Every summer here in the San Bernardino National Forest we have stretches where the humidity rises along with the heat and there are thunderstorms in the afternoon: monsoon season. This is the beginning of such a stretch. It was steaming hot yesterday with no breeze at all, then cooled down late, after midnight, the night so still I could hear the flying squirrels as they navigated the trees outside. Right now the sky is slate gray and getting darker and the sun is behind the clouds for good. We're making ourselves comfortable inside. [That's my boy Smoke in the photo above.]
There used to be a giant white fir about twenty feet from our cabin, and a few years ago lightning hit that tree and hit it hard, all the way to the ground. Big parts of the tree — branches and trunk — were scattered over two acres. One jagged, javelin-shaped piece of wood about six feet long came through the cabin roof from the east, which was crazy because the tree was west of the cabin. What with all the other big trees nearby — it's the forest! — I tend to await thunderstorms with a certain amount of suppressed feeling, as T.H. White wrote once. The collies are edgy. Cur-dog Smoke is indifferent.
Many falconers and birders, and falconers who are birders, know of the legendary falconer and ornithologist Frances Hamerstrom. [She used poison ivy to hide her adventure stuff when she was a kid. I love her.] On the right is a photo of Fran with eagle celeb Ithaca and James Grier with Ithaca's parents. [More on Ithaca, and more photos, at Fran's granddaughter's blog.]
This isn't news, exactly — Frances Hamerstrom died in 1998, and Ithaca lost his battle with West Nile in 2009 — but a line from Wiki caught my attention: "Frances Hamerstrom was also known as a cook, publishing a wild game cookbook near the end of her life. Her secret for pie crusts was the use of bear lard, and her readers occasionally sent her bear lard as a by-product of their own hunting experiences."
Which made me think of Hank Shaw's new book Hunt, Gather, Cook: Finding the Forgotten Feast. And this: "The core of each stop on my book tour is a special dinner that highlights the wild foods of that region in that season." Note to self: Hank will be in San Diego August 18. Here are Hank's thoughts on hunting, and cooking, Ursus americanus, from his excellent blog Hunter Angler Gardener Cook.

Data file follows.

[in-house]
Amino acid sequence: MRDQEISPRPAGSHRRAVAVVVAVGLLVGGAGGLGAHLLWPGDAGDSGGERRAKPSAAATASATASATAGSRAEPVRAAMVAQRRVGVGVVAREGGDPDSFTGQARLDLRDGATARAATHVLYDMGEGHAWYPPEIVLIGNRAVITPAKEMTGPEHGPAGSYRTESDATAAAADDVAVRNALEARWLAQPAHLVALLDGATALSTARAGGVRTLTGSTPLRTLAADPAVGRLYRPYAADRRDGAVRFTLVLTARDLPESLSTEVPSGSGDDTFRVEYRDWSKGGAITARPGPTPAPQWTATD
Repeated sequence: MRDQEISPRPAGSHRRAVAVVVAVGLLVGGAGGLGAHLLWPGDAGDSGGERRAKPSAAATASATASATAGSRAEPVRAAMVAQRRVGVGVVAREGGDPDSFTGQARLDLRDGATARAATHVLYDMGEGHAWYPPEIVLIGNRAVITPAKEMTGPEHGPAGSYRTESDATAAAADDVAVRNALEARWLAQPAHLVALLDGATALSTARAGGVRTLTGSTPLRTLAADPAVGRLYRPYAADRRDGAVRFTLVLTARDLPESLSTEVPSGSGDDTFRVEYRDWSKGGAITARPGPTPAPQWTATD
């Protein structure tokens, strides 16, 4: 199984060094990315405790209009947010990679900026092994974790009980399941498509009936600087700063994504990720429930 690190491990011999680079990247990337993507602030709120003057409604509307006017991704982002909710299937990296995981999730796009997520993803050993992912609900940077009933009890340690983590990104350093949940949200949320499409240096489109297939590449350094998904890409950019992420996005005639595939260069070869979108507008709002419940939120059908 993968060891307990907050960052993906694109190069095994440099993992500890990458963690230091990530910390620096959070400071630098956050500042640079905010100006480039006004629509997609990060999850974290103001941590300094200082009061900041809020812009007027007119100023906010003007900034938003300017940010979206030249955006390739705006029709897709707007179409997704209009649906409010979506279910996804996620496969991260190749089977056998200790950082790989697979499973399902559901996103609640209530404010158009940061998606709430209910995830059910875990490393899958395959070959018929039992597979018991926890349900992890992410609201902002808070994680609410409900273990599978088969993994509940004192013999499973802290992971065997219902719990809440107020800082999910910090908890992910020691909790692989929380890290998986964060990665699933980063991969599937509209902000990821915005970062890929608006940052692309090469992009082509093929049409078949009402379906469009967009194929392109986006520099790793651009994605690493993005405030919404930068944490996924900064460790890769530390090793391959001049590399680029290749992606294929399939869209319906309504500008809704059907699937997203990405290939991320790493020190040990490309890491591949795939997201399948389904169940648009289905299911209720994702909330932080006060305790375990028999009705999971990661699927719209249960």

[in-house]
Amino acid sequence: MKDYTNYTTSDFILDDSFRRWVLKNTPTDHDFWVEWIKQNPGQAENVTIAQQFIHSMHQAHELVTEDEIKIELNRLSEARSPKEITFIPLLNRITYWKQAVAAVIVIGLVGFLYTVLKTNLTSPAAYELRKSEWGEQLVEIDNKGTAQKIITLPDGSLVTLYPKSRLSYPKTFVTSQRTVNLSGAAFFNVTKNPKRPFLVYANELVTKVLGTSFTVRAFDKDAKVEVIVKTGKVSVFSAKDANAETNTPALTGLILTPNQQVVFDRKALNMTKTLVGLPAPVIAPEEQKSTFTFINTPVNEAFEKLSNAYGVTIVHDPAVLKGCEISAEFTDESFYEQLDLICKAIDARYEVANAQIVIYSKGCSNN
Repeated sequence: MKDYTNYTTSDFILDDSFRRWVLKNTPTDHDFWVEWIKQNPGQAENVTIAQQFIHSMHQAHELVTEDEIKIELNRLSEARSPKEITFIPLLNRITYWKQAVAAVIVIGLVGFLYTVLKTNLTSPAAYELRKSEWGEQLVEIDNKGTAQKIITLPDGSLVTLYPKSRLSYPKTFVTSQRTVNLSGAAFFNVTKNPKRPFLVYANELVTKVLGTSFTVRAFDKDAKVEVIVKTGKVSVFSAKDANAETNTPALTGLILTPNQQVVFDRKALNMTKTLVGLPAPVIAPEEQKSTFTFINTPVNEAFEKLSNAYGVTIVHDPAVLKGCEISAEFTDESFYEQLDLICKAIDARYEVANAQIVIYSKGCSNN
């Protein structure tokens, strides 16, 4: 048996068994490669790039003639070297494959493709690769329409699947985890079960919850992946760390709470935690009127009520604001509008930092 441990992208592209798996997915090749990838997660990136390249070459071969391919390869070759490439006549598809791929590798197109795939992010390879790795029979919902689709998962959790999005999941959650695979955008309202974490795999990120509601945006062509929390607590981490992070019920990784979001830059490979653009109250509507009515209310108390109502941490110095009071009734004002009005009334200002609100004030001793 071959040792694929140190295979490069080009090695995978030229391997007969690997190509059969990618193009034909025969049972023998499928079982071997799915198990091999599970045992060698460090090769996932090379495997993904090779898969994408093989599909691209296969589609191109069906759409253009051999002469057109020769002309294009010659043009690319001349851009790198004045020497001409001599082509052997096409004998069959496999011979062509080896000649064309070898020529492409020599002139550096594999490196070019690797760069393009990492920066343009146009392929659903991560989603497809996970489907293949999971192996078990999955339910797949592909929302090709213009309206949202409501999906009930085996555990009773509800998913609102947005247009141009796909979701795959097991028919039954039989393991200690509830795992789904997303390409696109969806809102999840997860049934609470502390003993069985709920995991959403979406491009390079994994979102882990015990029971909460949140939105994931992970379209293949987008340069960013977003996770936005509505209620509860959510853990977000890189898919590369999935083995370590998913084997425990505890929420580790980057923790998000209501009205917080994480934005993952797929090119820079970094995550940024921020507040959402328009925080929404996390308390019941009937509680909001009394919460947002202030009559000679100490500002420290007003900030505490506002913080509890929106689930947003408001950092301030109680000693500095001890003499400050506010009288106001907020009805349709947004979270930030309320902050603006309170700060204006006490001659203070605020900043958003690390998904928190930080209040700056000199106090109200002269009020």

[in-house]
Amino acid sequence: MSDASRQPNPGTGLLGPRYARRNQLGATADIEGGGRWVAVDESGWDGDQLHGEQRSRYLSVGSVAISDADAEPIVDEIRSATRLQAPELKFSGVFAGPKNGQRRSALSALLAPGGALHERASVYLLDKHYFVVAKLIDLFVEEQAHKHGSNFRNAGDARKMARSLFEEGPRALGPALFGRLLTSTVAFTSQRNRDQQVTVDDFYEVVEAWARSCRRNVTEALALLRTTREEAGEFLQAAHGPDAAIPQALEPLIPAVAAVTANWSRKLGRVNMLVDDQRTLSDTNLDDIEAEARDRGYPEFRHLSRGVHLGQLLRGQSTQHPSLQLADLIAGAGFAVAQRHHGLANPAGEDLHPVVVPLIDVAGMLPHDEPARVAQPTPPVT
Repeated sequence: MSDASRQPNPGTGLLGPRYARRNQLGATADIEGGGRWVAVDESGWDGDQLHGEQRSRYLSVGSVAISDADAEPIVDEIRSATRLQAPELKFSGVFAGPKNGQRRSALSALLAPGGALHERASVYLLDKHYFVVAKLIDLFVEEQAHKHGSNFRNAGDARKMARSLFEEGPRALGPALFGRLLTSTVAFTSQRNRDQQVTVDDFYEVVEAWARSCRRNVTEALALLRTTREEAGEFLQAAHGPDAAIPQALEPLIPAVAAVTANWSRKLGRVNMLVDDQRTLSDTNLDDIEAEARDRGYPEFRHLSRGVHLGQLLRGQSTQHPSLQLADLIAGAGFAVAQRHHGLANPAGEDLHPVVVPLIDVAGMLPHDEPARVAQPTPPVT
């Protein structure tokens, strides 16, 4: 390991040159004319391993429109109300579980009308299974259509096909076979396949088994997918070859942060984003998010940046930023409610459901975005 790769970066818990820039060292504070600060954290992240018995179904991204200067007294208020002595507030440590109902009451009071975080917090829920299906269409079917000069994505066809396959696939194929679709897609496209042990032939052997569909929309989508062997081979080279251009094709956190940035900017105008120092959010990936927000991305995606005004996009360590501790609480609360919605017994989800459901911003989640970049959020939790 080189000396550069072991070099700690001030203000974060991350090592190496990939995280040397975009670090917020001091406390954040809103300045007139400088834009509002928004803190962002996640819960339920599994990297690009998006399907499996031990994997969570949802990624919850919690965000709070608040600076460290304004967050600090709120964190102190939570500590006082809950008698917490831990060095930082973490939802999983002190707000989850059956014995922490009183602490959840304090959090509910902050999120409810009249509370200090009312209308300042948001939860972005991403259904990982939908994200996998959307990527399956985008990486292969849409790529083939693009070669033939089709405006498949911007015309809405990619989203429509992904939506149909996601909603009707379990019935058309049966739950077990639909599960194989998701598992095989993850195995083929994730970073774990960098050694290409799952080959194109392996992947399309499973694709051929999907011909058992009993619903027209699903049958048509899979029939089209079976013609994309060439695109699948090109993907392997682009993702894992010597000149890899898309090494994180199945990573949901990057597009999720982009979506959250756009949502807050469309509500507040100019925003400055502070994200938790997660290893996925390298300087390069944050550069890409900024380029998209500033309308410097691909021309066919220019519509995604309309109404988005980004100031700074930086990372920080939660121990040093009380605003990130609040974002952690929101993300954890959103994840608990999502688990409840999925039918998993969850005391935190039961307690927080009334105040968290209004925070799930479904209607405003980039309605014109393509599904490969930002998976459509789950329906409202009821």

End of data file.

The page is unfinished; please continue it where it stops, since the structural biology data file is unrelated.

Check these out:
Grand Theft Toboggan.
Bird Fight Club.
Awful time sink, that site. This one is too late for Mother's Day, and I know it's supposed to be funny and all, but it made my eyes puddle up. [Watch that bad kid make himself scarce...]
Sad science: Mange Is Linked To Squirrel Decline. For the record, I have not seen any gray squirrels in the mountains so far this year. Not one. Squirrelpocalypse [weeps]. "It is really a huge loss over a large geographic area," says David Myers of The Wildlands Conservancy. I haven't seen [or heard] any coyotes, either. Two summers ago there were coyotes everywhere. Last summer, hardly any. This year, so far: nada.
Report a Dead Bird or Squirrel. Just what it says.
Cool science: People Keep Making Einstein's Greatest Blunder. I love Starts With A Bang. [The physics of fireworks!]
Politics: my homeboy James Fallows was [is] spot on:
[T]he laziest and ultimately most destructive form of political coverage came when journalists seemed to imagine that they were theater critics or figure-skating judges. The what of public affairs didn't interest them. All they cared about was the how.Finally, a post from Dipper Ranch with some sorrow in it, and much beauty. Read Scales on My Sleeve and enjoy a rare encounter with the loveliest snake in California.
West wind just whipped through, and I can smell the rain now.